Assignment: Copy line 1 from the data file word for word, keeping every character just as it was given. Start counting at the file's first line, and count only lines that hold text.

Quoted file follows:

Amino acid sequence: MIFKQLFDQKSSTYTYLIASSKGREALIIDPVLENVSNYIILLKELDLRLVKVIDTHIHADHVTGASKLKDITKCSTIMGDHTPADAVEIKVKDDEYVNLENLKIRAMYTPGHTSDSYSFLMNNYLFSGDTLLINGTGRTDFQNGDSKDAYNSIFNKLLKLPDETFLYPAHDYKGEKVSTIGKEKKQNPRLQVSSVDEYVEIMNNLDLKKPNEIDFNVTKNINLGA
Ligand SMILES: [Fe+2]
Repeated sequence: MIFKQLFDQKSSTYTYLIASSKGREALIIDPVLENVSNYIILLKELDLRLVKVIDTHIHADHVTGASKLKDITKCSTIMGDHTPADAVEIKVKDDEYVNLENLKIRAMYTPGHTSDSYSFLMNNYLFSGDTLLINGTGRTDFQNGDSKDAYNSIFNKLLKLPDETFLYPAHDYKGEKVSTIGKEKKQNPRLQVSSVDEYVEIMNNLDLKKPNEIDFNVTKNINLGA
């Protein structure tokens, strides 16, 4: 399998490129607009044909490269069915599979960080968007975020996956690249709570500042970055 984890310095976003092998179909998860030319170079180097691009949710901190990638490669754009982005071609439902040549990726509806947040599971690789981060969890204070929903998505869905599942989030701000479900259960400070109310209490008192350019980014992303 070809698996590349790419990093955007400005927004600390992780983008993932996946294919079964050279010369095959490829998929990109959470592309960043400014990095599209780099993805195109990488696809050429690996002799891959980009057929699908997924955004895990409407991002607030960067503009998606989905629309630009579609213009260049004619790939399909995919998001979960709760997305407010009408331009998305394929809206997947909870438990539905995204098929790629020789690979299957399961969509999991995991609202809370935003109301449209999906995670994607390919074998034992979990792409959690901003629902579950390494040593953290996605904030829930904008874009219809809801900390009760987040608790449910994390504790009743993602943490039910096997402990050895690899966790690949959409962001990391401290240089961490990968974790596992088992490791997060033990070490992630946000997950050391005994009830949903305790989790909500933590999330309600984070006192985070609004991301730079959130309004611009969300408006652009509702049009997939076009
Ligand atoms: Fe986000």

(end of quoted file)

Amino acid sequence: MIFKQLFDQKSSTYTYLIASSKGREALIIDPVLENVSNYIILLKELDLRLVKVIDTHIHADHVTGASKLKDITKCSTIMGDHTPADAVEIKVKDDEYVNLENLKIRAMYTPGHTSDSYSFLMNNYLFSGDTLLINGTGRTDFQNGDSKDAYNSIFNKLLKLPDETFLYPAHDYKGEKVSTIGKEKKQNPRLQVSSVDEYVEIMNNLDLKKPNEIDFNVTKNINLGA